but late at night
I hear that trane

it starts real low
but then gets higher
the more that saxman
stokes the fire

building up a
head of steam
barreling toward
a love supreme

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by Thomas R. Keith

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On the Way to the Airport

It didn’t feel like we were going 80 —
Uncle Ted’s smooth driving and the A/C
on max, windows tinted to the legal limit,
and newly installed insulation dampening
the decibels of the outside world. My eyes
were open, not looking, listening only
to the Pat Metheny Group playing
“The First Circle,” a 22/8 time-signature
confounding and enthralling the whorls
of my ears. I lowered myself into the seat
and the sound:
……….Bright strings
……….syncopated
……….into softer deft acoustics
……….cymbal rolls released as rain
……….on the driving drums
……….the bass impelling
……….the voice galloping
……….as across brushland
……….hooves into puddles
……….splashes of cymbals

As the last note evaporated, I lengthened
my spine then noticed a runnel of tears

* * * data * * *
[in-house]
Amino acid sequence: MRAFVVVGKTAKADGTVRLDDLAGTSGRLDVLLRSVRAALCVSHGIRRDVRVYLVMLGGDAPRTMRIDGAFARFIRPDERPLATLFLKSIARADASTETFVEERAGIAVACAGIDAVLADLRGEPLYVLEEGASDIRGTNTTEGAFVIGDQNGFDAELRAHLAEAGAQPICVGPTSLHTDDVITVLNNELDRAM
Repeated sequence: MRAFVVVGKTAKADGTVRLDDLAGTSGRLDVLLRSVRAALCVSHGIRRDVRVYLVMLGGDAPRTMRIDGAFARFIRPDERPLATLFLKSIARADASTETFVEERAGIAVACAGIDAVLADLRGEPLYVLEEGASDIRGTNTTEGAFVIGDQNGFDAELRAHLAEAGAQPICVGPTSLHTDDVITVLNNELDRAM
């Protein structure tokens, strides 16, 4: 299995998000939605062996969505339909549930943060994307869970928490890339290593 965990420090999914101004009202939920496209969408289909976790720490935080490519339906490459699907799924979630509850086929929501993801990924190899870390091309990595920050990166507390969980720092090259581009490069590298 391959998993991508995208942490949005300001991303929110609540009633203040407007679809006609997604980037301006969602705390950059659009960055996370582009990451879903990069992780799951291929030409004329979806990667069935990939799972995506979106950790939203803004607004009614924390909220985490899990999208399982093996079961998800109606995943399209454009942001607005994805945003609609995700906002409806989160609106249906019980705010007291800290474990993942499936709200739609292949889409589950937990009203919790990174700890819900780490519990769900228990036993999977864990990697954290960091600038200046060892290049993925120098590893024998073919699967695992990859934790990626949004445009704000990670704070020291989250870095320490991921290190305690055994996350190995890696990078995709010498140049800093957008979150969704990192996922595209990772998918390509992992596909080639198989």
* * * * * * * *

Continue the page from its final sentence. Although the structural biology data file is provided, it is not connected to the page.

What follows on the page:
gleaming under Uncle Ted’s glasses.
“At one point,” he said, “I had to stop
listening to that song. It was too much.”
He paused, said, “Reach in the back
and grab the notebook. Go ahead
and read what’s in it.”
“It’s mostly empty,” I said.
“Yes, your Uncle Richard only wrote one entry.

Tears of my own were waking when slower
speed announced our arrival at departures.
In those three pages, Uncle Richard had written
his thoughts right after his diagnosis. I closed
the notebook and stepped out, stunned
by the sun, how it feels to exit a matinée
and rejoin the ruthless calendars and clocks.

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by Bradley Samore

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Swinging Sultry

Fast notes twirl in the heavy,
sharp, sweet air. People
blow soft whispers in cool
ears. Men bark at tipsy
caramel cats.

The sultry sax searches through
the tight room for a
pit like
soul to
fill

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by Kaitlyn Taylor

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Serenity

Round tables
Terrazzo floor
Listening angels by the stage
Sitting, swaying, dancing
Long past midnight
Redemptive notes
Bursting senses
Carouseling lead changes
Into the heavens
Jazz
No matter the key
Unlocks the soul

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by Mike Mignano